Market Outlook

Fruit and Tree Nuts Market Outlook

ERS conducts market outlook activities on the U.S. fruit and tree nuts industry. Details on major changes and events in the various commodity markets comprising this industry are published in the Fruit and Tree Nuts Outlook. ERS also provides over 20 years of time-series data for fresh and processed fruit and tree nuts through Fruit and Tree Nuts Yearbook published annually in October.

The following interactive content is based on:

Fruit and Tree Nuts Outlook: September 2016

Tight supplies due to reduced production of several major fruit crops in 2015/16 contributed to fairly strong grower and consumer prices. But production is forecast to rebound for several of these fruit crops in 2016/17, which will likely put some downward pressure on prices. Major tree nut crops — almonds and walnuts — are forecast to increase again in 2016/17, potentially reaching record-high levels.

Production declines for several major fruit crops in 2015/16, increases for major tree nuts

Lower production levels limited fruit supplies for a number of major fruit crops in 2015/16. The U.S. citrus crop was forecast at a little over 8 million tons, down 6 percent from the 9 million tons produced in 2014/15. With the exception of tangerines/mandarins, all major citrus crops were forecast lower. Cold, wet conditions and disease in Florida were among the main factors behind the decline in citrus production. Apple and pear supplies were also down following smaller harvests in the fall of 2015. Except for almonds and walnuts, most tree nut crops declined in 2015/16.

The 2016/17 marketing year is already underway for most fruit and tree nut crops. Several of these crops are forecast to see a reversal from last year’s production declines. U.S. grape production is forecast up slightly, with anticipated flat production in California—the dominant producer—and increases in most other producing States. The U.S. peach crop, on the other hand, is forecast to decline for the seventh consecutive year, with many producing States, including California, anticipating reduced production. While production is expected to decline in several apple-producing States, increased output from western U.S. States is driving the forecast for a larger national apple crop this year. Forecast increased U.S. apple production this fall will coincide with the anticipated smaller pear crop. Due to favorable weather, forecast increased cranberry production in Wisconsin—the largest producer—will offset declines in other States, driving up overall production.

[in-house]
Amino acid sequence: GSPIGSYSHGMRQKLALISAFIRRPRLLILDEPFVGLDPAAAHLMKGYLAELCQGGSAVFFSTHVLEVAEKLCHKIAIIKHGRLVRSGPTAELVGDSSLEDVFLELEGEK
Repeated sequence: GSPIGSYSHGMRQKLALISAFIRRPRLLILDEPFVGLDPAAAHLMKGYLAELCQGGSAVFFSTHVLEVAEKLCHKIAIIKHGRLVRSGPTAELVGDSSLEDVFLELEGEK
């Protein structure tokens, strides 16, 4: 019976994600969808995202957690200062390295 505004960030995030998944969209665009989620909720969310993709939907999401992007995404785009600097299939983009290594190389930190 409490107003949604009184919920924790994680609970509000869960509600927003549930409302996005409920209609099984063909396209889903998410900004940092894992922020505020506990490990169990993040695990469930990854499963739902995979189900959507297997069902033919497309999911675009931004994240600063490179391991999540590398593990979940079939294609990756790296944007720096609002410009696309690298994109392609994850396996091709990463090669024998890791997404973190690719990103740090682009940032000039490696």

U.S. almond output—which accounts for nearly two-thirds of U.S. tree nut production—is forecast at 2.05 billion pounds in 2016/17, up moderately from the previous season and, if realized, just barely surpassing the previous record of 2.03 billion pounds in 2011/12. Walnut and hazelnut outputs are also forecast larger in 2016/17, with the walnut crop—benefitting from sufficient chilling hours and sufficient winter rains—anticipated to reach a record high. Almonds and walnuts are produced almost totally in California while hazelnut production is centered in Oregon.

Grower and retail prices continue fairly strong for most fruit

Tight supplies due to lower production have kept grower prices strong for most fruit in 2015/16, except for oranges and lemons. With these strong prices, the grower price index for all fruit—a measure of the average change in prices received by growers—rose to 125 (2011=100) in July 2016, up from 122 in July 2015. Prices were at record highs during the first 2 months of 2016 before falling below relatively strong year-ago levels from March through June (as lower orange and lemon prices outweighed the higher prices for other fruit).

Grape production is anticipated to increase in 2016/17 but lower shipments thus far have elevated May-July fresh-grape prices. In contrast, increased shipments over the same 3-month period have driven down fresh peach and strawberry prices. Pear prices continue strong, reflecting the forecast smaller crop in 2016/17 (marketing year: July-June). Despite a forecast larger crop in 2016/17(August-July), early-season apple prices remain strong, aided by the lack of storage supplies from the previous harvest and strong 2015/16 end-of-season prices.

The Consumer Price Index (CPI) for fresh fruit has remained strong in 2016. The CPI was up 2 percent in August 2016, compared with the same month in 2015. Higher retail prices for grapefruit, lemons, Red Delicious apples, Thompson seedless grapes, and peaches boosted the CPI in August, according to data from the U.S. Bureau of Labor Statistics.